ESSAYS Mousse 25
Managers & Improvisers
by Andrea Viliani / Kitty Scott
John Palmesino, Anselm Franke & Eyal Weizmann, Neutrality, 2006. © John Palmesino, Anselm Franke & Eyal Weizmann
The field of curating is constantly changing. While in the 1960s and 1970s, with the first independent curators—from Szeemann with his “agency for spiritual work” to Siegelaub with his original exhibition formats—the role was connected to individual brilliance and total freedom, today the plethora of schools, the globalization of biennials and the festival approach to culture have made the practice more predictable. Kitty Scott wonders just how professional curators are today, and to what extent professionalism is useful…
In November 2010 the Banff Centre will stage Are Curators Unprofessional?. This symposium will examine the curator’s complex and changing relationship to notions of professionalism, expertise, ethics and modes of conduct.
In Curating Now: Imaginative Practice/Public Responsibility, Nicholas Serota suggests that the curator who works in public galleries is the brain of the museum, and describes his ideal museum as a place of “discourse, debate, reverie, enlightenment, and inspiration through an encounter with an object, which is a primary experience of a work of art”. As “the brain”, the curator’s role is, in Serota’s words, “to give structure to the experience, and to take responsibility for creating the frame through which the public will see the work of art.”
Serota emphasizes the importance of curatorial agency and articulates the finer contours of the profession. We could extrapolate his formulation of the curator as the brain of the museum and suggest that the curator might also be the conscience, and we could extend the curator’s domain beyond the museum to include the globally expanding field of contemporary art institutions, temporary exhibitions, biennials and other events that take place in the public realm.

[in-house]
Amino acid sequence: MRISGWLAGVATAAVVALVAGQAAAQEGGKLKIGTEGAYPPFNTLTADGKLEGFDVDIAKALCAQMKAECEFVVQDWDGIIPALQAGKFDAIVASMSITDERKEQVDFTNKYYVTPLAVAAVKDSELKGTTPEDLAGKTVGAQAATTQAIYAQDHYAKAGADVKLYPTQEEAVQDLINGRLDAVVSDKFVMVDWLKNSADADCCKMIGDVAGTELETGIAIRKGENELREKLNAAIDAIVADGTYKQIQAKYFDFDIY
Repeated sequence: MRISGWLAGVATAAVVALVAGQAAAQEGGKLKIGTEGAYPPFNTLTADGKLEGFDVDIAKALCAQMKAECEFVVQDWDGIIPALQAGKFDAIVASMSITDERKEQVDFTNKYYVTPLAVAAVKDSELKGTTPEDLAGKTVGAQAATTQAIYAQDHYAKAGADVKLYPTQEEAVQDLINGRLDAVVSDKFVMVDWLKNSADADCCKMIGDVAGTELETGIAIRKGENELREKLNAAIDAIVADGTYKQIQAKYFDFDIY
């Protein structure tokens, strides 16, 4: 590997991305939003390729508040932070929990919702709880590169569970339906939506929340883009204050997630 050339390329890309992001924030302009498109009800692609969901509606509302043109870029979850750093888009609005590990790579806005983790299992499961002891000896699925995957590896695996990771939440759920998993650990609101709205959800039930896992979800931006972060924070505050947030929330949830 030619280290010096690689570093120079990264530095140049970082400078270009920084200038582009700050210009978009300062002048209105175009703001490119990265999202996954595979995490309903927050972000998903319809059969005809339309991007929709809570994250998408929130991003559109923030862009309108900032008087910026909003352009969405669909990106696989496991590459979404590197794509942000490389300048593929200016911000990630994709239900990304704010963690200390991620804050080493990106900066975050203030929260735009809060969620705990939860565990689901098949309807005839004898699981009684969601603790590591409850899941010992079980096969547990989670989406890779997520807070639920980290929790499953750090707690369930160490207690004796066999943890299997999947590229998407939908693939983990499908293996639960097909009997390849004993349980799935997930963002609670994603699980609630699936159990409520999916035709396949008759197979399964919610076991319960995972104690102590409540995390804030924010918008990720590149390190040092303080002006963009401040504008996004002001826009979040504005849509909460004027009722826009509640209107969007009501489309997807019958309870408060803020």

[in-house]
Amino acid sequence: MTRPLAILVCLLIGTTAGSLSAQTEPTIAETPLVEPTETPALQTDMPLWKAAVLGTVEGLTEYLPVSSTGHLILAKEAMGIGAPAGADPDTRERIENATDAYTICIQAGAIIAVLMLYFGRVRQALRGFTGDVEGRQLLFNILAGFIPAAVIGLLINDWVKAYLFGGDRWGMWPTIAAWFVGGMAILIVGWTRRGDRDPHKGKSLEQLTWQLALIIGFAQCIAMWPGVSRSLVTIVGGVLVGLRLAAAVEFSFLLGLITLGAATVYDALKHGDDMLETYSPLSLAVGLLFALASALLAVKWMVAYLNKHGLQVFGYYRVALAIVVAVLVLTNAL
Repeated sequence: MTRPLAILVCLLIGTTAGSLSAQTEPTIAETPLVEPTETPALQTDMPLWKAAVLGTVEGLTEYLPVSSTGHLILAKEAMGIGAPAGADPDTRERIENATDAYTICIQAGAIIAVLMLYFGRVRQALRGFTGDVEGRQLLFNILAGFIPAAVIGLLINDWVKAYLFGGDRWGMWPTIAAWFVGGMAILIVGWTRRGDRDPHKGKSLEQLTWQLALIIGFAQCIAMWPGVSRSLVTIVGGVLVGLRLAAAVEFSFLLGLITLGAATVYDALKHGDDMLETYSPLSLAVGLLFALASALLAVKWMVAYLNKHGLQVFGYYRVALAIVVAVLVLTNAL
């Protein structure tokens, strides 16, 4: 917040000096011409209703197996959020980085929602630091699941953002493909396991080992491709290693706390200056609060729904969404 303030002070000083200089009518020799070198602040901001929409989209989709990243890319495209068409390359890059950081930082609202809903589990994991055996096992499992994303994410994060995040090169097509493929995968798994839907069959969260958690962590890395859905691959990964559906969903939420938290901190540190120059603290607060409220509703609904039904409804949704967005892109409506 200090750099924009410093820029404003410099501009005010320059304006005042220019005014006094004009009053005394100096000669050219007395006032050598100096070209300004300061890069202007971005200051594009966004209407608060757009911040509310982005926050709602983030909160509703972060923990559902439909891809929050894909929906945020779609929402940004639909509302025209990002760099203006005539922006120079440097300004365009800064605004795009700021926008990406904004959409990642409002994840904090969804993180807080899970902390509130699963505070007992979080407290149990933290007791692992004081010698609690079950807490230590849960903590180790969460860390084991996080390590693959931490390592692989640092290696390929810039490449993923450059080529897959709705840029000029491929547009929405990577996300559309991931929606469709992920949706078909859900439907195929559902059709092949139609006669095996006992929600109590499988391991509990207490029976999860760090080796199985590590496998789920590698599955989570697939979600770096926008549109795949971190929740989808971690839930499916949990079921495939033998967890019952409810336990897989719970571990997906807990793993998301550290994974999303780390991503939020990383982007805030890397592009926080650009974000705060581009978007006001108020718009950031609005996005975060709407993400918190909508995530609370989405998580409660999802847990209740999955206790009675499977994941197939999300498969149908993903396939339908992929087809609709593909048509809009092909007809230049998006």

As critic and curator Cuauhtémoc Medina observes, curating contemporary art is a field demarcated by flux and change, and thus it remains to a great extent—and perhaps by—an improvised and unregulated practice. In recent decades, however, it has experienced an unprecedented turn toward professionalization; the proliferation of curatorial and museum studies programs is evidence of this shift.
Coincidentally, we have also witnessed the turn of museums and culture more broadly toward “festivalization”, with the worldwide vogue for biennials of contemporary art and a continuing parade of spectacles. In the scramble to remain relevant and reach mass audiences who will buy tickets, the curator’s work—which has traditionally been defined as researching, collecting, caring for and interpreting—often gives way to another set of priorities, ones aligned ultimately with revenue generation.
In this context the power and authority of the curator of contemporary art has undergone a simultaneous expansion and diminishment. Twenty years on, after the introduction of the first post-secondary curatorial studies programs, there now exists an ever-expanding curatorial class, which must contend with this unstable identity persisting between practice and profession.